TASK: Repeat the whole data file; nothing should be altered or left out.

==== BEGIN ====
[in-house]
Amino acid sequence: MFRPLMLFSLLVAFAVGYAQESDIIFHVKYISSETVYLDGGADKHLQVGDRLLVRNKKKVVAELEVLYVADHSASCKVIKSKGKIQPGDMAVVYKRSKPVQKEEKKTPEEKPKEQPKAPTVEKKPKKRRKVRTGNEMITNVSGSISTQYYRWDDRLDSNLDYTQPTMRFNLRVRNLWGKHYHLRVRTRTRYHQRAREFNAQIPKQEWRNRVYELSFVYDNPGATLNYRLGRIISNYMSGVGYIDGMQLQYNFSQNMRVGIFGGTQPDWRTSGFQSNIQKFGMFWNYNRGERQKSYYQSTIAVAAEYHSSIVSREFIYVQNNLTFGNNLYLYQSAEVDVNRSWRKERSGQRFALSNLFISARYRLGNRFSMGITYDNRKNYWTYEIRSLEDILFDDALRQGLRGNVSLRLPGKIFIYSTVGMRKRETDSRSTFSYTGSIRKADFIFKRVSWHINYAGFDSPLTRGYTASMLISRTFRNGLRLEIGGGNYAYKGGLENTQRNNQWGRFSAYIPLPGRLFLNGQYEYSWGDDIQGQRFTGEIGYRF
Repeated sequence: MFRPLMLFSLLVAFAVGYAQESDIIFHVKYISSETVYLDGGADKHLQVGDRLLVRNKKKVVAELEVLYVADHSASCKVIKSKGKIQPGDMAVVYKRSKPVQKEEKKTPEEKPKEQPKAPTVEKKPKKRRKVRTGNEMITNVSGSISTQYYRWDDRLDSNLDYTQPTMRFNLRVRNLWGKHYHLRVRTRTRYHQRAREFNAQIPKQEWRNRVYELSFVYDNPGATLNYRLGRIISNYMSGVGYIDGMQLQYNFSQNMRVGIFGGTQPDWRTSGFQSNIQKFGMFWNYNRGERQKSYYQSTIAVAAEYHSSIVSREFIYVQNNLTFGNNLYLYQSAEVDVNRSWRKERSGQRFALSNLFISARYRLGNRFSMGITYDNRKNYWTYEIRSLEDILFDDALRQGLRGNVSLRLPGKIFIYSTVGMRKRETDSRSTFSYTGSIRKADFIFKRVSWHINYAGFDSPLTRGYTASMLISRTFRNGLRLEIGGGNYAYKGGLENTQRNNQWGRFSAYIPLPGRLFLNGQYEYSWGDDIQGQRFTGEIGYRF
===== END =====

[in-house]
Amino acid sequence: MFRPLMLFSLLVAFAVGYAQESDIIFHVKYISSETVYLDGGADKHLQVGDRLLVRNKKKVVAELEVLYVADHSASCKVIKSKGKIQPGDMAVVYKRSKPVQKEEKKTPEEKPKEQPKAPTVEKKPKKRRKVRTGNEMITNVSGSISTQYYRWDDRLDSNLDYTQPTMRFNLRVRNLWGKHYHLRVRTRTRYHQRAREFNAQIPKQEWRNRVYELSFVYDNPGATLNYRLGRIISNYMSGVGYIDGMQLQYNFSQNMRVGIFGGTQPDWRTSGFQSNIQKFGMFWNYNRGERQKSYYQSTIAVAAEYHSSIVSREFIYVQNNLTFGNNLYLYQSAEVDVNRSWRKERSGQRFALSNLFISARYRLGNRFSMGITYDNRKNYWTYEIRSLEDILFDDALRQGLRGNVSLRLPGKIFIYSTVGMRKRETDSRSTFSYTGSIRKADFIFKRVSWHINYAGFDSPLTRGYTASMLISRTFRNGLRLEIGGGNYAYKGGLENTQRNNQWGRFSAYIPLPGRLFLNGQYEYSWGDDIQGQRFTGEIGYRF
Repeated sequence: MFRPLMLFSLLVAFAVGYAQESDIIFHVKYISSETVYLDGGADKHLQVGDRLLVRNKKKVVAELEVLYVADHSASCKVIKSKGKIQPGDMAVVYKRSKPVQKEEKKTPEEKPKEQPKAPTVEKKPKKRRKVRTGNEMITNVSGSISTQYYRWDDRLDSNLDYTQPTMRFNLRVRNLWGKHYHLRVRTRTRYHQRAREFNAQIPKQEWRNRVYELSFVYDNPGATLNYRLGRIISNYMSGVGYIDGMQLQYNFSQNMRVGIFGGTQPDWRTSGFQSNIQKFGMFWNYNRGERQKSYYQSTIAVAAEYHSSIVSREFIYVQNNLTFGNNLYLYQSAEVDVNRSWRKERSGQRFALSNLFISARYRLGNRFSMGITYDNRKNYWTYEIRSLEDILFDDALRQGLRGNVSLRLPGKIFIYSTVGMRKRETDSRSTFSYTGSIRKADFIFKRVSWHINYAGFDSPLTRGYTASMLISRTFRNGLRLEIGGGNYAYKGGLENTQRNNQWGRFSAYIPLPGRLFLNGQYEYSWGDDIQGQRFTGEIGYRF